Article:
Etiquette to Please

Manners are a sensitive awareness of the feelings of others.
If you have that awareness, you have good manners,
no matter what fork you use.”
—Emily Post

Culture and Kindness Through the Ages

Learning rules for etiquette and how to be kind usually come from our parents. The word ‘etiquette’ and rules for etiquette were first established within the French royal court between 1600-1700. Etiquette has since manifested to the unwritten rules for etiquette which we have today. Some of these still are in place, while overall etiquette, in many ways, has become much less formal.

How far does society go before it is realized that offensive words and actions really are inappropriate? Tolerability becomes acceptance and then acceptance becomes the standard. Eventually, the standard becomes engrained in culture, far removed from the initial level of what was acceptable. “Is acceptable now” and “was acceptable before”, if compared side by side would make the differences between the two more obvious—so much so that we might even instantly correct ourselves. It is not often this is reflected on. Perhaps looking at the masters of politeness, today’s experts on manners and respect, can serve as new-found consciences to help hone in on etiquette practices which have fallen away and are relevant to today’s culture. Today’s speech and actions may seem preferred because they are casual and candid, but the truth is, they are often times more damaging and unkind. There is a digression of culture in respectfulness toward one another that has been caused as a result of this.

The understanding of common etiquette has been contributed to by many world cultures over the course of human existence. As far back as 2400 BC, the Egyptians had rules written in a book including how to interact with superiors. Small polite phrases such as “Bless you” originated as early as 590 AD when Pope Gregory ordered that each person who sneezes be blessed, because of the Plague. In 1290 AD, a Milanese monk, named Bonvicino da Riv, wrote a book called, Fifty Courtesies of the Table, which covered manners at the table while eating. Many of these same manners we follow even today such as eating with a closed mouth, not picking your teeth, and turn your head when coughing and sneezing.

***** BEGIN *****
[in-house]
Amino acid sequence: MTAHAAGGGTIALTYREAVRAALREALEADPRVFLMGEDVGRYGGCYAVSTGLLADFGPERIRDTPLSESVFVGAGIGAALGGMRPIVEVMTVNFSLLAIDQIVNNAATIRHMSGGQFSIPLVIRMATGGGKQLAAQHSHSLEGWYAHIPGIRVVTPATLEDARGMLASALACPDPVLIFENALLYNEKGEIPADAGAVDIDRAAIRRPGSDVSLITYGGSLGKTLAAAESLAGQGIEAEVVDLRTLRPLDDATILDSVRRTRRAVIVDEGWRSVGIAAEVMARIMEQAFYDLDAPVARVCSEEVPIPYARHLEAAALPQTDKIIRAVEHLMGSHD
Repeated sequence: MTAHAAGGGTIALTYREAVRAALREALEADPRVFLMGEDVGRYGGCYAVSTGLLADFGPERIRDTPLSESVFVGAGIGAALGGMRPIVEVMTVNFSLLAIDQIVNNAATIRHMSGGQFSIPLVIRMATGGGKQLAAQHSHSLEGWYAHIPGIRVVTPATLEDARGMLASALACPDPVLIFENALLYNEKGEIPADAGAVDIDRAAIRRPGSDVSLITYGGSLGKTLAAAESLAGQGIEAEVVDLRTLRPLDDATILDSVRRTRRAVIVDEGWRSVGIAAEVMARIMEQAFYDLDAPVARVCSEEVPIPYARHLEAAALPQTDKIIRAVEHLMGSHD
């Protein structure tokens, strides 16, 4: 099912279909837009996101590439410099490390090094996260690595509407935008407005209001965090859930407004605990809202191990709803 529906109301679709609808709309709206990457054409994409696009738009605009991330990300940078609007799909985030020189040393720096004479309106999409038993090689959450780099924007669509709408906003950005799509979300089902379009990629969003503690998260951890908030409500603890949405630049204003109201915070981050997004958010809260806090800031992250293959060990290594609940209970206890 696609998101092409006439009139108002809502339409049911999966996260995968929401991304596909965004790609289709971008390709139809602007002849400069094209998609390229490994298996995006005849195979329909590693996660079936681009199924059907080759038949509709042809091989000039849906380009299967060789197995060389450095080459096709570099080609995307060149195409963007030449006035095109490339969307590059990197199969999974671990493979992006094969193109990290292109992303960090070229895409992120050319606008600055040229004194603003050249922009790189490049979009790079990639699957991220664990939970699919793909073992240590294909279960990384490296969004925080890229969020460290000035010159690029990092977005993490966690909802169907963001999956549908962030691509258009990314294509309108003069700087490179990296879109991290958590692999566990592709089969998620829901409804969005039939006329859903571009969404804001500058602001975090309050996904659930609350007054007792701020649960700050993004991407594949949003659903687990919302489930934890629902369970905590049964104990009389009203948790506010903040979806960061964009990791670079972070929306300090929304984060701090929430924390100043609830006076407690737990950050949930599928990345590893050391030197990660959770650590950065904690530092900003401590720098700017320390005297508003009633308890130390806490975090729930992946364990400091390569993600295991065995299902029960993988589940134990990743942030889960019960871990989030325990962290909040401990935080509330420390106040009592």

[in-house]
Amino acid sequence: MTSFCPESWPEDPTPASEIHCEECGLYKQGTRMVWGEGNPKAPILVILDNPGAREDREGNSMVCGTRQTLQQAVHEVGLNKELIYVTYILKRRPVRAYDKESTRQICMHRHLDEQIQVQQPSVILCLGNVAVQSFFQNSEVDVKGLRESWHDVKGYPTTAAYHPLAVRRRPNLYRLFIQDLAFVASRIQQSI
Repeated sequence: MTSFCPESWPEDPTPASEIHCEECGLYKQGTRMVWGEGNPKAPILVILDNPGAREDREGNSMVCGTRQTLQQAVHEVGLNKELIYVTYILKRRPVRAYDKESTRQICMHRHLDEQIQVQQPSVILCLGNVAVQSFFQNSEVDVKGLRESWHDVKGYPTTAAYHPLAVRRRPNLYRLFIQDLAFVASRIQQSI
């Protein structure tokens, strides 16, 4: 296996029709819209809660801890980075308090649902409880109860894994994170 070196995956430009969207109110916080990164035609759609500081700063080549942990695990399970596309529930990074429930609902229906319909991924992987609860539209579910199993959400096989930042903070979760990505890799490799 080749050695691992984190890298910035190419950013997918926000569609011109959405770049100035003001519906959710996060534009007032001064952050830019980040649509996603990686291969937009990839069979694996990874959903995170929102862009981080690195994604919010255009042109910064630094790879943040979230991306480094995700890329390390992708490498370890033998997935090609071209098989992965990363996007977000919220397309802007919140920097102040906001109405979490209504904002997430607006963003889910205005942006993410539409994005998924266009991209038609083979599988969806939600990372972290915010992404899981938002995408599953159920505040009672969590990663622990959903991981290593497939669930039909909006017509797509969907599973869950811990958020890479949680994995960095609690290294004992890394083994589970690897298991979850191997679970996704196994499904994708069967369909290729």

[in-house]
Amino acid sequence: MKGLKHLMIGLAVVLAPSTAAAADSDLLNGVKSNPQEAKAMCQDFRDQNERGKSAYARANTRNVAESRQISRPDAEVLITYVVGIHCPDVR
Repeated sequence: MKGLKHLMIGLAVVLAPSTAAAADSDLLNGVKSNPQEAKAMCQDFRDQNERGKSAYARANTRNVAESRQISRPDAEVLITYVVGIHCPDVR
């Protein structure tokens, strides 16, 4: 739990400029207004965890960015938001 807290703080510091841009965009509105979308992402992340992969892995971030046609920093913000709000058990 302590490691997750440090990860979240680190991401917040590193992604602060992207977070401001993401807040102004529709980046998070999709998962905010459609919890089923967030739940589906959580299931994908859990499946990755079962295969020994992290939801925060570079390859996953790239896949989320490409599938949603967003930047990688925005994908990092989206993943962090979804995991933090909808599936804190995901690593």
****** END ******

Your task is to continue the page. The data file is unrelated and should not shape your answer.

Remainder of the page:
Establishing practices for good manners and politeness was even more in place in France at the time of King Louis XIV. In the 1600s, at Versailles, King Louis XIV’s gardener was working in the garden. The garden has signs in place to indicate where not to walk as he was working. These signs were called ‘etiquette’ in French, or ‘place cards’. Despite having these signs in place, the aristocrats walked where they pleased. King Louis XIV ordered that the etiquette boundaries must be observed. Following this, the word ‘etiquette’ became the phrase for boundaries within the court.

Within our own country, George Washington, wrote a book on Rules of Civility. In 1922, Emily Post published Etiquette—In Society, In Business, In Politics and At Home. Judith Martin, or “Ms. Manners” is well-known today for her column and books as a guide to good manners. Peggy Post, Emily’s great-granddaughter wrote a book, The Etiquette Advantage in Business: Personal Skills for Professional Success, and also has several books on Internet etiquette.

Wisdom can be found from lessons of etiquette and manners formed over the course of history. Practicing good etiquette is always the best policy for kindness, politeness, and respectfulness, which improves the culture of society. When speaking, here are a few easy suggestions to remember for practicing good etiquette:

• Speak softly
• Always answer when someone speaks to you
• Remember to use “Excuse me”, “Please”, and “Thank you”
• Be sincere in giving and receiving compliments  
• Respect the personal space and beliefs of the other person
• Realize the human dignity of all people and be respectful

[written for @cultureofkind]


Search for these on Amazon! Shop online…

Books
George Washington’s Rules of Civility & Decent Behavior in Company and Conversation
(Little Books of Wisdom)

by George Washington

Etiquette—In Society, In Business, In Politics and At Home
by Emily Post

The Etiquette Advantage in Business: Personal Skills for Professional Success
by Emily Post

Movies
Miss Congeniality
Starring: Sandra BullockMichael CaineBenjamin Bratt

Miss Congeniality 2: Armed and Fabulous
Starring: Sandra BullockRegina KingEnrique Murciano

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